Laughter in Ancient Rome: On Joking, Tickling, and Cracking Up

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Overview


Laughter in Ancient Rome is a masterwork, simultaneously a sophisticated work of historical and literary scholarship and an unputdownable read. Beard never loses sight of the specificities of Roman culture, yet she encompasses an extraordinary range of ancient and modern theorizing. Her book will appeal to psychologists and anthropologists, as well as to classicists and indeed anyone who has ever thought about the much-debated question of why we laugh.”
—William V. Harris, ...
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Laughter in Ancient Rome: On Joking, Tickling, and Cracking Up

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Overview


Laughter in Ancient Rome is a masterwork, simultaneously a sophisticated work of historical and literary scholarship and an unputdownable read. Beard never loses sight of the specificities of Roman culture, yet she encompasses an extraordinary range of ancient and modern theorizing. Her book will appeal to psychologists and anthropologists, as well as to classicists and indeed anyone who has ever thought about the much-debated question of why we laugh.”
—William V. Harris, William R. Shepherd Professor of History at Columbia University, and author of Dreams and Experience in Classical Antiquity

“With a bounty of suggestive and unfailingly intelligent conclusions about the situation of laughter within ancient Roman culture, Beard’s remarkable learning is displayed on every page. Laughter in Ancient Rome is unmistakably a work of scholarship, but it is also an unpretentious and inviting exploration available to anyone who is interested. As a literary attainment, this book is marvelous.”
—Dylan Sailor, Associate Professor of Classics at University of California, Berkeley

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Editorial Reviews

New York Review of Books - Gregory Hays

"Few things are more tiresome than seeing a joke analyzed. . . . Beard’s book avoids pedantry but also its opposite, the archness that preens itself on 'not taking humor too seriously' and signals inane wordplays with 'pun intended!' More importantly, her treatment makes one look with new eyes  . . . even at works she does not herself discuss . . . [a] stimulating book."
The Independent - Yasmin Alibhai-Brown

"[Beard] makes the Romans come alive and through them, gets readers to ponder that most fundamental and uniquely human facility—laughter. The phenomenal Ms. Beard has written another cracking book, one of her best, I think."
The Spectator - Harry Mount

"Expect to be engaged by an enthralling book."
The Scotsman

"[Beard's] central question is simple: what made the Romans laugh? Her answers are pleasingly complex. . . . Beard is always enlightening, and writes with a perfect balance of forensic detail and wide-ranging intellect."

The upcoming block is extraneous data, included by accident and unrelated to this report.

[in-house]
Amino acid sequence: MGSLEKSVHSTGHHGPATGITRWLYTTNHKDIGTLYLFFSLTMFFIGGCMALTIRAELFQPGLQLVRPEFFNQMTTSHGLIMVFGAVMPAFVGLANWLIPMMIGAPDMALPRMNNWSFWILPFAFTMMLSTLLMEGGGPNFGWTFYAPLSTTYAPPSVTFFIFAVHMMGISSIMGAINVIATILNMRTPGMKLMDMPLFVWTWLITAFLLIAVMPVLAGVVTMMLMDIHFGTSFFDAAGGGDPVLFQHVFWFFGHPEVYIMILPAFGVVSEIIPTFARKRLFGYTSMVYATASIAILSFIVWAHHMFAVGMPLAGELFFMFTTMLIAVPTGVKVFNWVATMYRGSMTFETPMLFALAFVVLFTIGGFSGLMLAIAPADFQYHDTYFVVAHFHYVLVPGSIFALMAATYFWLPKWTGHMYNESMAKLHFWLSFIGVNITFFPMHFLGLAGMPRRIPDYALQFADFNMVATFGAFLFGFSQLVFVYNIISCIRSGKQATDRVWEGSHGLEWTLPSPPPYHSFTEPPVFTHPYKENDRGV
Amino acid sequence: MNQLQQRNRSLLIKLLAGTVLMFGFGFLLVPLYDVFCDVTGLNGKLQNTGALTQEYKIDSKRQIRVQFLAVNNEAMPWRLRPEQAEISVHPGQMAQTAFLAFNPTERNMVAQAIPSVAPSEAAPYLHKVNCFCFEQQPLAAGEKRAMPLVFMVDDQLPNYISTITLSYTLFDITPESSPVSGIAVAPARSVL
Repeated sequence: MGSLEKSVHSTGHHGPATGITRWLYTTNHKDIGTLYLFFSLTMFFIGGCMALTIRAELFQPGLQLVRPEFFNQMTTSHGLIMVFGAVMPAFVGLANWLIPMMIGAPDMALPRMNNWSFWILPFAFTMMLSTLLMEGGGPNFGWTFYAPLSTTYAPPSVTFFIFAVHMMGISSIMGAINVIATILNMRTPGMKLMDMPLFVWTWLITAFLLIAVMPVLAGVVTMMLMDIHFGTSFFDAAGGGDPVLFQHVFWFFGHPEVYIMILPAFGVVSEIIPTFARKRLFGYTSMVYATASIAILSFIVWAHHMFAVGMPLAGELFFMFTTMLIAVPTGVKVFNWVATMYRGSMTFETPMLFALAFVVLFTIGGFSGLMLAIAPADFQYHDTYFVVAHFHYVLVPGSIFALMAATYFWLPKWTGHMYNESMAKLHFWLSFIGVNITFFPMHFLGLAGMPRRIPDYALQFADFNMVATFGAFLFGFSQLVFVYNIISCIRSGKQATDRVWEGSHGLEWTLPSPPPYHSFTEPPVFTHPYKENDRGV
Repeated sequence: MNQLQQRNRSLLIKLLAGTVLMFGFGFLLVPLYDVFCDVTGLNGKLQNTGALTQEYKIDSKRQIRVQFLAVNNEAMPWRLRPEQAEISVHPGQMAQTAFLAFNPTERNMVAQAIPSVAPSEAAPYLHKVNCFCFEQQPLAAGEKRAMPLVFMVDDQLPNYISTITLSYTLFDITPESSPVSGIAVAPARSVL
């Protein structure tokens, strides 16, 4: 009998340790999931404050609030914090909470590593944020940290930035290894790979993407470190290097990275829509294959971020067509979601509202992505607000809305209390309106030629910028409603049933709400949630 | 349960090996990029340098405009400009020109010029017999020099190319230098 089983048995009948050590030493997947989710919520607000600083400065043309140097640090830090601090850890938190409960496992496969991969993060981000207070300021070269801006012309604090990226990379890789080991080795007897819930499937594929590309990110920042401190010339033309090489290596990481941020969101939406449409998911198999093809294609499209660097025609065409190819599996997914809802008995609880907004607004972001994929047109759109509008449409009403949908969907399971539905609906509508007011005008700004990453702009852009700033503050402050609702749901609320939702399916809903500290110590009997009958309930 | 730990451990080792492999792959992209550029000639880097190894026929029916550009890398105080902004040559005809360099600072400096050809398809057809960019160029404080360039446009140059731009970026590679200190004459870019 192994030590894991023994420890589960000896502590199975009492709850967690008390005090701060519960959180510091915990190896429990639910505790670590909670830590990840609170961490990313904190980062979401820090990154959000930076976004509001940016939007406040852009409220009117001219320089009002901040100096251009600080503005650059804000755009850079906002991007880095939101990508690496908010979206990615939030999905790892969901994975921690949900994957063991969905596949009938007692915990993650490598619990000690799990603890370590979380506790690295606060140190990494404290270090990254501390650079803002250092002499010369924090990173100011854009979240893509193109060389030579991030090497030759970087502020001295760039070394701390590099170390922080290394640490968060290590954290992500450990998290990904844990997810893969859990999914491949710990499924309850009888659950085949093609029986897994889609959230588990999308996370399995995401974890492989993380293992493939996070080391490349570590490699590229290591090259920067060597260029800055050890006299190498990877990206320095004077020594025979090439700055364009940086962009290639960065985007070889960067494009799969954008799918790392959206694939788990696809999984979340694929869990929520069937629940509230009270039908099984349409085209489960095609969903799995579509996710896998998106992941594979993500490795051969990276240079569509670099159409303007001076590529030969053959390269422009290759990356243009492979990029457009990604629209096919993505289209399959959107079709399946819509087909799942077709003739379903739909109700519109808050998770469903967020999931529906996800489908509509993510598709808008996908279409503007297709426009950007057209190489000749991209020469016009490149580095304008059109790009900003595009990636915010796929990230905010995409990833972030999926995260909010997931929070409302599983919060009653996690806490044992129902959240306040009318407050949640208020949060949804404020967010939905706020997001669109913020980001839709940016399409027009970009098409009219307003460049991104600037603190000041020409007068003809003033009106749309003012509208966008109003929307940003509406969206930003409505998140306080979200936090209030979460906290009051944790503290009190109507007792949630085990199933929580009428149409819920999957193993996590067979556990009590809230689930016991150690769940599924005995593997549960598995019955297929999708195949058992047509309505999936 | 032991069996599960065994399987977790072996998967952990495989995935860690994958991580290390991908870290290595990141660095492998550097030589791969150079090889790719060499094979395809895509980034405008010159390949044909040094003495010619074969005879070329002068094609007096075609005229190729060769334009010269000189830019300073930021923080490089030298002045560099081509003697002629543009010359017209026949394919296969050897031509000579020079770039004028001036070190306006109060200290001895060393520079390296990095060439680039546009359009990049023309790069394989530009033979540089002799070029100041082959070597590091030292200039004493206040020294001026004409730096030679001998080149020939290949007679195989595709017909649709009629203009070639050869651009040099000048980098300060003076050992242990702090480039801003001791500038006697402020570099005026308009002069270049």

The Telegraph - Iona McLaren

"Superbly acute and unashamedly complex. . . . To our vision of the solemn grandeur that was Rome, she restores a raucous, ghostly laughter."
Shelf Awareness for Readers - Pamela Toler

"Written in Beard's trademark combination of erudition and effortless prose, Laughter in Ancient Rome is a fascinating combination of history, psychology, linguistic exploration and humor. This is scholarly writing at its best."
Columbus Commercial Dispatch - Rob Hardy

"You can read hundreds of books on Roman emperors and conquests; this represents a valiant attempt to bring a little understanding of a smaller, but no less important, part of what made Rome run."
New Yorker - Rebecca Mead

“'Laughter in Ancient Rome: On Joking, Tickling, and Cracking Up,' which has just been published, is an engaging exploration of what made the Romans laugh—bad breath, among other things—but it also explores dimensions of Roman sensibility that have become elusive to us."
TLS - Roy Gibson

"Rich and provocative."
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Product Details

  • ISBN-13: 9780520277168
  • Publisher: University of California Press
  • Publication date: 6/25/2014
  • Series: Sather Classical Lectures , #71
  • Pages: 336
  • Sales rank: 167,172
  • Product dimensions: 6.00 (w) x 9.10 (h) x 1.30 (d)

Meet the Author


Mary Beard is Professor of Classics at Cambridge University. Her many books include The Roman Triumph and The Fires of Vesuvius.
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Table of Contents


Preface

1. Introducing Roman Laughter: Dio’s “Giggle” and Gnatho’s Two Laughs

PART ONE
2. Questions of Laughter, Ancient and Modern
3. The History of Laughter
4. Roman Laughter in Latin and Greek

PART TWO
5. The Orator
6. From Emperor to Jester
7. Between Human and Animal—Especially Monkeys and Asses
8. The Laughter Lover

Afterword
Acknowledgments
Texts and Abbreviations
Notes
References
List of Illustrations and Credits
Index

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Customer Reviews

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Sort by: Showing 1 Customer Reviews
  • Posted July 25, 2014

    boring really truly boring

    have gotten thru 60 pages. wrote mary beard told her no laughter yet. she says i should have more carefully read the reviews. this is a book only a mother could love.

    this is a book for the very few and i did not fit in!

    p. bloomberg
    old man
    glendale, caliofornia

    0 out of 1 people found this review helpful.

    Was this review helpful? Yes  No   Report this review
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